Roscommon was one of the first counties to reflect the ‘utter change’ of the post-1916 period, with the election of the first Sinn Féin-backed MP in February 1917; in less than two years that party would win a landslide victory in the general election of 1918. But that mandate for independence was ignored by the British, resulting in the War of Independence. How typical of that transformation was Roscommon and how did it fare in the War of Independence? Join History Ireland editor, Tommy Graham, in discussion with John Burke, Brian Hanley, May Moran and members of the County Roscommon Historical and Archaeological Society (CRHAS).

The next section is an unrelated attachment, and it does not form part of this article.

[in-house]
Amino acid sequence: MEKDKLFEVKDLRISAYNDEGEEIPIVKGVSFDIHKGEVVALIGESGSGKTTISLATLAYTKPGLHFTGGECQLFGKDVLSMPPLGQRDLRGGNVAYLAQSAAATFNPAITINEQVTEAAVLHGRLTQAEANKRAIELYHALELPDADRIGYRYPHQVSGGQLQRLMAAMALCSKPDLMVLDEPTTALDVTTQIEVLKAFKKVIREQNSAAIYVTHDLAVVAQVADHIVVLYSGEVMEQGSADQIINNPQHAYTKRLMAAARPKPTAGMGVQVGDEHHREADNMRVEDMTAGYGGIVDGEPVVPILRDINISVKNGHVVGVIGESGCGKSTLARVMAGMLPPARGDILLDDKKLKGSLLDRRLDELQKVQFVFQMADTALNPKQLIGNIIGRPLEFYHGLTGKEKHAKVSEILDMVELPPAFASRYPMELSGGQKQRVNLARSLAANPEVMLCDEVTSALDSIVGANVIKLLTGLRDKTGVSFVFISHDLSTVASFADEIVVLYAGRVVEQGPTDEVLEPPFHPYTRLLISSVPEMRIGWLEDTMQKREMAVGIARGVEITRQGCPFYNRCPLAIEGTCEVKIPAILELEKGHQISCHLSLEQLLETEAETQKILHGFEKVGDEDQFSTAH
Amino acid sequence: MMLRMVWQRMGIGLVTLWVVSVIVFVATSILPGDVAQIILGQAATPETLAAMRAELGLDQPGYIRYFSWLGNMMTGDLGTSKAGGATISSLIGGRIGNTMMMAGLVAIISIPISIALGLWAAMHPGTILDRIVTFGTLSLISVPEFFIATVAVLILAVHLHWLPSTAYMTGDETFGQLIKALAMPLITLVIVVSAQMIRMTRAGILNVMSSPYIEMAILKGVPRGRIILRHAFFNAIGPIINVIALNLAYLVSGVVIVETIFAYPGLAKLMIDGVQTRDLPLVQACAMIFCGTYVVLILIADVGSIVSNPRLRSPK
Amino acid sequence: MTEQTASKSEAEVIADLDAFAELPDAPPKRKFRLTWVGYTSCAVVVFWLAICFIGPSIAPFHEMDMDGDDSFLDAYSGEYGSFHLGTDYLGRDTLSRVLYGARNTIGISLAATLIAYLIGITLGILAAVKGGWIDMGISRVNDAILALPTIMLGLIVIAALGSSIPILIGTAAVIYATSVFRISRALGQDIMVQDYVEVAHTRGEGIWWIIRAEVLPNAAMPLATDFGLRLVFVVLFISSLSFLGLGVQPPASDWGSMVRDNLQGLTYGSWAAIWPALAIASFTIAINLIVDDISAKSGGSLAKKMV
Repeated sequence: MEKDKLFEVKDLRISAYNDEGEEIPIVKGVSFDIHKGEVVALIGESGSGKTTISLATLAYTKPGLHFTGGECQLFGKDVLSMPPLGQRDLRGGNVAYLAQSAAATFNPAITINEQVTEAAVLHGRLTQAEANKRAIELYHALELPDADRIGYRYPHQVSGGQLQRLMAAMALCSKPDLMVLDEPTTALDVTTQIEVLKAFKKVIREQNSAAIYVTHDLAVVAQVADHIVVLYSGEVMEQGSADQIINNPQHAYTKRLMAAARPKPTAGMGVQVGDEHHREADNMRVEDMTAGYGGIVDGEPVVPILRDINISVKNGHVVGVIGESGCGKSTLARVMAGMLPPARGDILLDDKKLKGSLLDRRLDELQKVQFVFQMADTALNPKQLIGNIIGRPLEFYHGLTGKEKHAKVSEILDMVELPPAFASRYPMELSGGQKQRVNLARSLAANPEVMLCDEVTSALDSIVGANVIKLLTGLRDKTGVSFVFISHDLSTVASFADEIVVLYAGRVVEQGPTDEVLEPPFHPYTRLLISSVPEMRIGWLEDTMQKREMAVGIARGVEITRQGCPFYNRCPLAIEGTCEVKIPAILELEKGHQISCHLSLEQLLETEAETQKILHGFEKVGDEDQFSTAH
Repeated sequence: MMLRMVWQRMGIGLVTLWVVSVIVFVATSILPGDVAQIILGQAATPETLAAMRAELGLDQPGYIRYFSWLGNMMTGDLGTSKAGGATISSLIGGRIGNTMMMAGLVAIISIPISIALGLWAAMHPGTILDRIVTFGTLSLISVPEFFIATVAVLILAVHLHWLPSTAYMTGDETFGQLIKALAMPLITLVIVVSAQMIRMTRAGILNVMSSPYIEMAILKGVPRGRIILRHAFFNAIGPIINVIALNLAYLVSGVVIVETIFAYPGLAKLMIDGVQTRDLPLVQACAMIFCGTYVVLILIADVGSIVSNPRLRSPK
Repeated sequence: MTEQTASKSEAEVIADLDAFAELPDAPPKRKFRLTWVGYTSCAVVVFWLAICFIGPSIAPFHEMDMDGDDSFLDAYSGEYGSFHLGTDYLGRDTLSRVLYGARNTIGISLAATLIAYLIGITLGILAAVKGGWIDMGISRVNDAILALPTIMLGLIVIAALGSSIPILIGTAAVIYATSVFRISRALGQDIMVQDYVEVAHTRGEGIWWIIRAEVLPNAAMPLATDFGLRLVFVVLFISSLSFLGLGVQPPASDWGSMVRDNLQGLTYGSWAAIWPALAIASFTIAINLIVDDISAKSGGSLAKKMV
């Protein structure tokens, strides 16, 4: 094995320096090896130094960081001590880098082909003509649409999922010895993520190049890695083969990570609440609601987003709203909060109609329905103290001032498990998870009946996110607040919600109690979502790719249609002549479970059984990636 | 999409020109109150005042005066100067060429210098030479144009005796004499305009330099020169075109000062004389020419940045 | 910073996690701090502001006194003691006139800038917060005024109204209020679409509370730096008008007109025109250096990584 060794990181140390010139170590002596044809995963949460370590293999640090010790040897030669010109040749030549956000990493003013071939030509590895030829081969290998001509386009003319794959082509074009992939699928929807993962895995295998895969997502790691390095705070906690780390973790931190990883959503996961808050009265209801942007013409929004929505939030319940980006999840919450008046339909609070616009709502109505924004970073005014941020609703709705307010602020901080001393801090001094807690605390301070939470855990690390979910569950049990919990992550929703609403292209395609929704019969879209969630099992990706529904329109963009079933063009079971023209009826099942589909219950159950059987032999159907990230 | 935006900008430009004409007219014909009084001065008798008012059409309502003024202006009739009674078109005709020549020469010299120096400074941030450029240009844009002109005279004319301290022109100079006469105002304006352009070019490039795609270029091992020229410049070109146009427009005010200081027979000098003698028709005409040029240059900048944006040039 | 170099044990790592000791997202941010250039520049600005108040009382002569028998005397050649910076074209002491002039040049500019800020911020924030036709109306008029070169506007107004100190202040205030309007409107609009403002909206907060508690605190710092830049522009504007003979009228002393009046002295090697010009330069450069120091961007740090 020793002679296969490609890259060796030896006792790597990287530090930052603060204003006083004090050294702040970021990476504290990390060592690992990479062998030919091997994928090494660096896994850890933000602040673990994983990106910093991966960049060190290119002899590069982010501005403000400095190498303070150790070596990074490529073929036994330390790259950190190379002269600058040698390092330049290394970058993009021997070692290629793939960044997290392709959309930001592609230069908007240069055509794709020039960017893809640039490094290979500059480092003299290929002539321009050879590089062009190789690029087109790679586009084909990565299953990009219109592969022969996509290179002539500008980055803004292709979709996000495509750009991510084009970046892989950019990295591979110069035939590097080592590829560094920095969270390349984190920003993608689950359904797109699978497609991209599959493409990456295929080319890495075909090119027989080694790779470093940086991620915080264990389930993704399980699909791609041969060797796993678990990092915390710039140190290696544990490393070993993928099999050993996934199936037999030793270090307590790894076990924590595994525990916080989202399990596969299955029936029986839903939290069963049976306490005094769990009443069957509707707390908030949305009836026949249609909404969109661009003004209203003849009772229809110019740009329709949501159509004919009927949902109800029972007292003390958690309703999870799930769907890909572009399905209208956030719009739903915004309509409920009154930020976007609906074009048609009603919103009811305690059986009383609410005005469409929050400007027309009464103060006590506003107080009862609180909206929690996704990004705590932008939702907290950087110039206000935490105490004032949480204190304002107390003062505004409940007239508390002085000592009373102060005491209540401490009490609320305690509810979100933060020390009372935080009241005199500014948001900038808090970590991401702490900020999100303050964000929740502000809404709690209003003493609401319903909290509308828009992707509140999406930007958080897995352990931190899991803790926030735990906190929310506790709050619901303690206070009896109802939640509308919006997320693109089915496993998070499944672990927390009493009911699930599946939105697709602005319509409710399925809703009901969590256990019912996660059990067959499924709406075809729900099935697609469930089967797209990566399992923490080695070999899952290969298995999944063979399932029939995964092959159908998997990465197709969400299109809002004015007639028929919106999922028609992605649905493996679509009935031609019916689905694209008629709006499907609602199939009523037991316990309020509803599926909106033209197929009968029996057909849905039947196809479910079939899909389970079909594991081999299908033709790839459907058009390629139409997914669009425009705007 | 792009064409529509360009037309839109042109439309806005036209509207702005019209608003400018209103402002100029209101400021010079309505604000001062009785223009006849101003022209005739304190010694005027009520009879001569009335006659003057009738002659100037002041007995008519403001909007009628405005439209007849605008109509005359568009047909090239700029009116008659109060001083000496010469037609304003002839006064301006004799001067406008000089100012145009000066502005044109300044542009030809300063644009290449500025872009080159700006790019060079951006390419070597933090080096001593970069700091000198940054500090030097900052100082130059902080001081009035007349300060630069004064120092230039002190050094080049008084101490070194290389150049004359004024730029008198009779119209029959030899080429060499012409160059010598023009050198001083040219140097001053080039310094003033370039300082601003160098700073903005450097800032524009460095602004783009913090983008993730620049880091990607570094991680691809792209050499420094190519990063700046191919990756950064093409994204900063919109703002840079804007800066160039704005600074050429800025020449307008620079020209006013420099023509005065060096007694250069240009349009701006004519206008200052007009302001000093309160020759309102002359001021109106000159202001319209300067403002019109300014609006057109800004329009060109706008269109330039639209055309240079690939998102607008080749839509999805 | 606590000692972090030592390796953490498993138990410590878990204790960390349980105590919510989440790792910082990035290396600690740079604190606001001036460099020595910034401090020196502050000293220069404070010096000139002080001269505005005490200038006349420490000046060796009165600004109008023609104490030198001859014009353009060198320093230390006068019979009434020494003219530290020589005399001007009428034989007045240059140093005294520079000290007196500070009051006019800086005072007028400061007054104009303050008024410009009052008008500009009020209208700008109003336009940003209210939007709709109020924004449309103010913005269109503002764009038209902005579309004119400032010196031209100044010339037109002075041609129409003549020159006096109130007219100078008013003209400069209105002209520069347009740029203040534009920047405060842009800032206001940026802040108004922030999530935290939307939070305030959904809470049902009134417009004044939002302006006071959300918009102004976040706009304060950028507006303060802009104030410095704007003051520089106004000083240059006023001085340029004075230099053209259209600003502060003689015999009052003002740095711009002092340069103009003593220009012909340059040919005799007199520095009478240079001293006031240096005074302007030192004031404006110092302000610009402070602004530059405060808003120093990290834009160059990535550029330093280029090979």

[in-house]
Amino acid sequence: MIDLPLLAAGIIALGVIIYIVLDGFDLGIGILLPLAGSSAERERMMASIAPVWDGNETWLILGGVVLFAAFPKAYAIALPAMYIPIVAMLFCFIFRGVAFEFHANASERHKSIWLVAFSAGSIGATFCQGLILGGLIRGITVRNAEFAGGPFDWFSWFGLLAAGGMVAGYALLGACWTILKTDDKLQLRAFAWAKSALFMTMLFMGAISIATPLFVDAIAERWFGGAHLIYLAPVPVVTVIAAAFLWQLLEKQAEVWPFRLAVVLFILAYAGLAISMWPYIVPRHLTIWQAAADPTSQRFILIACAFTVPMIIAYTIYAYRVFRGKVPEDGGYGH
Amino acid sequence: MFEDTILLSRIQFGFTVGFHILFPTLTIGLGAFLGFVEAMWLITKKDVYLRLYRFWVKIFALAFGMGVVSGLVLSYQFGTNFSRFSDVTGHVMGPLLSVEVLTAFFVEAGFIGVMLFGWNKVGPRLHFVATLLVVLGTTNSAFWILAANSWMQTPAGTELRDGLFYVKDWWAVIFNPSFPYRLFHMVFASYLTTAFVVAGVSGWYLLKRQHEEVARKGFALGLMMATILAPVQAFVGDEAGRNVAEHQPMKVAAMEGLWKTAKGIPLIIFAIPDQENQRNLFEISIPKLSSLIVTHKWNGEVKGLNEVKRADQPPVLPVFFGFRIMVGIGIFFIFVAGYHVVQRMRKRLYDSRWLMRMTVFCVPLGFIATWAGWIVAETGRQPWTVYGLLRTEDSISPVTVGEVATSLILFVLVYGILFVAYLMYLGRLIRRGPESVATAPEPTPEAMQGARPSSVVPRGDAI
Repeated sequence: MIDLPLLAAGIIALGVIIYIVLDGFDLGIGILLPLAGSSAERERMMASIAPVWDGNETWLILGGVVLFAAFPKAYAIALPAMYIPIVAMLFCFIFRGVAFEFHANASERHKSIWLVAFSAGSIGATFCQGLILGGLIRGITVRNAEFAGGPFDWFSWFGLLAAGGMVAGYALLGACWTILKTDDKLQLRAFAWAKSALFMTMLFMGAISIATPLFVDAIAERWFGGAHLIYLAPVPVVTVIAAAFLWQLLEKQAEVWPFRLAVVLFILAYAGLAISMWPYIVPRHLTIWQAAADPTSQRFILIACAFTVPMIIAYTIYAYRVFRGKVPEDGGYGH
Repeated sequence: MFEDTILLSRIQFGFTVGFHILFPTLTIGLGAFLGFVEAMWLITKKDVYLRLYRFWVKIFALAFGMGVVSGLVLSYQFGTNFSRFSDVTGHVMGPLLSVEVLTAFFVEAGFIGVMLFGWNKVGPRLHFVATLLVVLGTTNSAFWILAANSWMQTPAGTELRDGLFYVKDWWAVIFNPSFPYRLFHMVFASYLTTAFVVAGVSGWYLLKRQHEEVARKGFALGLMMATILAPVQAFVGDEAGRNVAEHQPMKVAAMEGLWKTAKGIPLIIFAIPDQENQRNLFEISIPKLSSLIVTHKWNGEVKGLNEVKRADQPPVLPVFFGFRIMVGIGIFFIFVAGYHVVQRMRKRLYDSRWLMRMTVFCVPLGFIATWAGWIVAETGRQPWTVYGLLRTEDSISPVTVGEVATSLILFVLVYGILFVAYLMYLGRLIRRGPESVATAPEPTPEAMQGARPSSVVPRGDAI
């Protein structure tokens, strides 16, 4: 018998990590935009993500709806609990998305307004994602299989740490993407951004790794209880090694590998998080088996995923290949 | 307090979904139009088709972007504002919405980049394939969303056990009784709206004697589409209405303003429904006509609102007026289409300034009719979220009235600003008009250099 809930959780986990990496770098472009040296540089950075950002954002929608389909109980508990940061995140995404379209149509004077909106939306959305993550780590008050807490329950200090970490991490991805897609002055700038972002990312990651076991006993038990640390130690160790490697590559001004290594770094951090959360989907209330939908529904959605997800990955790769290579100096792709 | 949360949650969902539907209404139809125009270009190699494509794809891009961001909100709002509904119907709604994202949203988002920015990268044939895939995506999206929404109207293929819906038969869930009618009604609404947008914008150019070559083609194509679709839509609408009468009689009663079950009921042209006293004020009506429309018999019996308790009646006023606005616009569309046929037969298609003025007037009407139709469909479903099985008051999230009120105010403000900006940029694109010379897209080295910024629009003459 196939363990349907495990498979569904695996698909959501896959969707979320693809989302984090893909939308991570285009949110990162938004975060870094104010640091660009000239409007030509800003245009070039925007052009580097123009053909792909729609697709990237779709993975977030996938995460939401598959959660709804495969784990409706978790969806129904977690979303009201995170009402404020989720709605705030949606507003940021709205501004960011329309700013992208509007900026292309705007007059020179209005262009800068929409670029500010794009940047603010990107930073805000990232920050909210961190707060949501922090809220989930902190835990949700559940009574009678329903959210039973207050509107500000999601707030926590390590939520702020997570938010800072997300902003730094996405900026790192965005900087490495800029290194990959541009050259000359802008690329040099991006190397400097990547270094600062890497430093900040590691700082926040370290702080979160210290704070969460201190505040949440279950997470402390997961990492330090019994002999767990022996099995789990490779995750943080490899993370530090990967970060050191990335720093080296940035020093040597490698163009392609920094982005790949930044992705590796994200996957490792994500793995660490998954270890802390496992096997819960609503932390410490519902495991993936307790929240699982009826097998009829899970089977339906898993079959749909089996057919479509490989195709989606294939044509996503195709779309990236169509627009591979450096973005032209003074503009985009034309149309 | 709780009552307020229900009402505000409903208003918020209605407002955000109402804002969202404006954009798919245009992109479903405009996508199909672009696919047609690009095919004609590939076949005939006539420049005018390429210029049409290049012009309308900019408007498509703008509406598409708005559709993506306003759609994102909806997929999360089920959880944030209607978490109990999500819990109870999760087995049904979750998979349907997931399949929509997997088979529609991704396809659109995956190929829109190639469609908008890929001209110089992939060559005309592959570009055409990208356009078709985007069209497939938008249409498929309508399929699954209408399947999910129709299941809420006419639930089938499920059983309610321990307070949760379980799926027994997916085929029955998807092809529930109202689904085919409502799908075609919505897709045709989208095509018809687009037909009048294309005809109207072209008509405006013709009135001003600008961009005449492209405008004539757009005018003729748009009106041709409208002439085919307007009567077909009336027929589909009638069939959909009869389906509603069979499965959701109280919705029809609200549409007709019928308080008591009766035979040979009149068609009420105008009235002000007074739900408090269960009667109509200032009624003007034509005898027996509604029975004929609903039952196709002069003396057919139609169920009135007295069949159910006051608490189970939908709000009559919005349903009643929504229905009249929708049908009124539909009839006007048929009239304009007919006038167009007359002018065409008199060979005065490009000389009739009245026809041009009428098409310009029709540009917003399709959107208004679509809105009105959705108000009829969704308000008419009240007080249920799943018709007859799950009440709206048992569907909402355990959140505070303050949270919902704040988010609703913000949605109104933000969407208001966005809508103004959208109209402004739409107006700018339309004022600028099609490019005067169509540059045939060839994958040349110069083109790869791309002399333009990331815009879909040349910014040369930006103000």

This podcast is produced in association with Roscommon County Council and the CRHAS and supported by the Department of Tourism, Culture, Arts, Gaeltacht, Sport and Media under the Decade of Centenaries 2012-2023 initiative.
(image caption) Patrick Moran, from Crossna, Co. Roscommon, in Irish Volunteer uniform—executed in Mountjoy Gaol in March 1921 for his part in the early morning assassinations of Bloody Sunday .
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